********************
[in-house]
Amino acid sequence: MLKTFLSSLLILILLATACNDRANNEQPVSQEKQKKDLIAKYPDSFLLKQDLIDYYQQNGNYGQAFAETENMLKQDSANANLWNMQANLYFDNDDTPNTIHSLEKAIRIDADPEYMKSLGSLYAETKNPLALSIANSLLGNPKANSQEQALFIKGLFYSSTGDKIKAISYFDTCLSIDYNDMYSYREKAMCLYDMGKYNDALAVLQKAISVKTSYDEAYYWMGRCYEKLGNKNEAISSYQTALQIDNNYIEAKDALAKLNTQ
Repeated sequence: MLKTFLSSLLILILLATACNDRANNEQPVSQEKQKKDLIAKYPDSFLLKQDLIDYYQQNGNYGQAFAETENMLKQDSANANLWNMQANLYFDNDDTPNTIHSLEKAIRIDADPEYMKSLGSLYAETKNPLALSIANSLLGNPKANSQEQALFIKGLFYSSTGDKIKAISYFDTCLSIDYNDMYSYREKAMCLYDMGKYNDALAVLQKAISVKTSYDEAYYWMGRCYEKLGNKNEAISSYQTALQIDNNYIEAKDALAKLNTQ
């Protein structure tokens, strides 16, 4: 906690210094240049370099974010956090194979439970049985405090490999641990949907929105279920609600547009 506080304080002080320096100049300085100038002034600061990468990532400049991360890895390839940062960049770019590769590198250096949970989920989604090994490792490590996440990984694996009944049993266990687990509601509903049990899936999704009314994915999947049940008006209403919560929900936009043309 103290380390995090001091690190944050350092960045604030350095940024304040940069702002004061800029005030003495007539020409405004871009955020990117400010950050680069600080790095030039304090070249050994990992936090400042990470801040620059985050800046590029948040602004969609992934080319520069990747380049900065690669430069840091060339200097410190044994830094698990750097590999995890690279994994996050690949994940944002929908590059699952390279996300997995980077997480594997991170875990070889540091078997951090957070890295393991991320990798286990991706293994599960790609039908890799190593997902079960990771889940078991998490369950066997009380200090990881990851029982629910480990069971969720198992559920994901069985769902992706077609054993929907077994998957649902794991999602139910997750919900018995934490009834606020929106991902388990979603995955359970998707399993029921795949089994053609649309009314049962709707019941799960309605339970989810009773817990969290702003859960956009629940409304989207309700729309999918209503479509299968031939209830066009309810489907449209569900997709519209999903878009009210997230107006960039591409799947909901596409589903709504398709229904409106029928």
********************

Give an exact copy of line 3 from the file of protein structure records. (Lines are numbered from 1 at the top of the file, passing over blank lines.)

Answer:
Repeated sequence: MLKTFLSSLLILILLATACNDRANNEQPVSQEKQKKDLIAKYPDSFLLKQDLIDYYQQNGNYGQAFAETENMLKQDSANANLWNMQANLYFDNDDTPNTIHSLEKAIRIDADPEYMKSLGSLYAETKNPLALSIANSLLGNPKANSQEQALFIKGLFYSSTGDKIKAISYFDTCLSIDYNDMYSYREKAMCLYDMGKYNDALAVLQKAISVKTSYDEAYYWMGRCYEKLGNKNEAISSYQTALQIDNNYIEAKDALAKLNTQ